World trade is slowing, while manufacturing output is weakening in 2022, according to estimates by the European Central Bank (ECB).
Overall, the outlook for world trade has deteriorated.
The ECB projects world imports (excluding the euro area) to rise 4.6% in 2022, 2.7% in 2023 and 3.4% in 2024, while euro area foreign demand will be somewhat weaker, especially in 2023.
Compared to the June projections, the outlook for world trade and euro area foreign demand has been revised downward for the later years of the projection horizon.
However, for 2022, the ECB has revised upwards in both cases, due to the fact that, earlier this year, trade showed more dynamism than expected in advanced economies, especially in the UK and non-euro area European countries.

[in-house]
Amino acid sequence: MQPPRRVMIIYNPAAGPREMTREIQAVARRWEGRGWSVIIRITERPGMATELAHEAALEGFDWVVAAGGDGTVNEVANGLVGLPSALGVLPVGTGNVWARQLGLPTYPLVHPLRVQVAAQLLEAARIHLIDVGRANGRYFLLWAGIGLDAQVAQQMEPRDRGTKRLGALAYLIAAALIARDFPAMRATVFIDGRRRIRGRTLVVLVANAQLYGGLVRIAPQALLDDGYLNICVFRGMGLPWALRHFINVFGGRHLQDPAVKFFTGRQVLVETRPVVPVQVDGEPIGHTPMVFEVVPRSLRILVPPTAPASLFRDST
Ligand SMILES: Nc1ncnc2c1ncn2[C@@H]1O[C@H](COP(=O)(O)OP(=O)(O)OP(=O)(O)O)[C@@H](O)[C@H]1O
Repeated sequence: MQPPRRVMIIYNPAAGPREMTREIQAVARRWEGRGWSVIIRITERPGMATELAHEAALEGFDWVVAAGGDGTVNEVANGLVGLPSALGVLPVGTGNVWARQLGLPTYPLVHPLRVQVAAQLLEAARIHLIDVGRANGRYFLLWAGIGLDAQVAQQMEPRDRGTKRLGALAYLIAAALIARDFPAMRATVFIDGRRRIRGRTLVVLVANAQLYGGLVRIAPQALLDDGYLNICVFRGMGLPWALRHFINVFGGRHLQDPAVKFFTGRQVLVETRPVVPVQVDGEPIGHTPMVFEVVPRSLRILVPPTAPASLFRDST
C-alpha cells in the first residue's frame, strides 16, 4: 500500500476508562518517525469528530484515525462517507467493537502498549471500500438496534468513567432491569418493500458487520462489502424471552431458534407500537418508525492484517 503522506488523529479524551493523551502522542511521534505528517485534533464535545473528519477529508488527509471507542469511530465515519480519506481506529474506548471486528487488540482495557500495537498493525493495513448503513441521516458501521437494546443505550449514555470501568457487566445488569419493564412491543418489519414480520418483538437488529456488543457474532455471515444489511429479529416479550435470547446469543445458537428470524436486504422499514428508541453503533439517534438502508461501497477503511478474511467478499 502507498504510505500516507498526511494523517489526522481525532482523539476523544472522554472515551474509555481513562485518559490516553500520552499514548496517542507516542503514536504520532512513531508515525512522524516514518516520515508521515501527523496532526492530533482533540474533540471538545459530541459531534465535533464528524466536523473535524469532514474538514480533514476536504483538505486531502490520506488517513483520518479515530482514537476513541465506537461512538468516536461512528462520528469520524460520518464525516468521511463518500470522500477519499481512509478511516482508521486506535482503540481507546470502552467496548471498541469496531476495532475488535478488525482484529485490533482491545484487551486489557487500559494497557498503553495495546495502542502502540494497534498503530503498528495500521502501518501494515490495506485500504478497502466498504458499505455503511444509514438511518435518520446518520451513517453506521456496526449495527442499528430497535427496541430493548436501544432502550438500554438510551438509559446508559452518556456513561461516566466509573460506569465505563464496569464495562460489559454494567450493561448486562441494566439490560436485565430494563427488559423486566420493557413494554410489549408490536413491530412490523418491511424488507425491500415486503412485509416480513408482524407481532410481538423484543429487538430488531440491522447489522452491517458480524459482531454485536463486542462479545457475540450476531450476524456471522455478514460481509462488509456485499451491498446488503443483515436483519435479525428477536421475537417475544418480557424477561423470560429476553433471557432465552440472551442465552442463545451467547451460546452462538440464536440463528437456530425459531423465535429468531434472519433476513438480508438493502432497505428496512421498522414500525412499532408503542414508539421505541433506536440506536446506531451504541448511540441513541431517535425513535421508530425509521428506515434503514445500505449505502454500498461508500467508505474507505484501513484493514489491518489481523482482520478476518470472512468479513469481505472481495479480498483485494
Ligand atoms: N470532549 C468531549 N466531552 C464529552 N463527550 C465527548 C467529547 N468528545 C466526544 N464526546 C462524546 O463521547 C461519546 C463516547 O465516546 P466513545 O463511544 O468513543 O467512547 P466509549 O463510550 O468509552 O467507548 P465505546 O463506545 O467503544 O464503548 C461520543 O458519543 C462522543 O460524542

Meanwhile, the weakening of global manufacturing activity is affecting trade, which already started to slow down in the spring of this year.
Despite supply-side distortions stemming from the tightenings imposed in key Chinese provinces this spring, global goods trade is showing a clear loss of momentum as private demand for goods gradually normalizes in advanced economies from the high levels reached.
Moreover, the ECB’s outlook for global goods trade flows continues to deteriorate, as indicated by manufacturing new foreign orders, which remained in contractionary territory for the second consecutive month in August.
Against this backdrop, supplier lead times shortened, although they remain longer than before in some major economies, such as the United Kingdom and the United States.
Supply shortages also eased for a wide range of goods in the manufacturing sector, which, together with moderating demand, helped to alleviate some of the global supply pressures. However, some supply bottlenecks remain.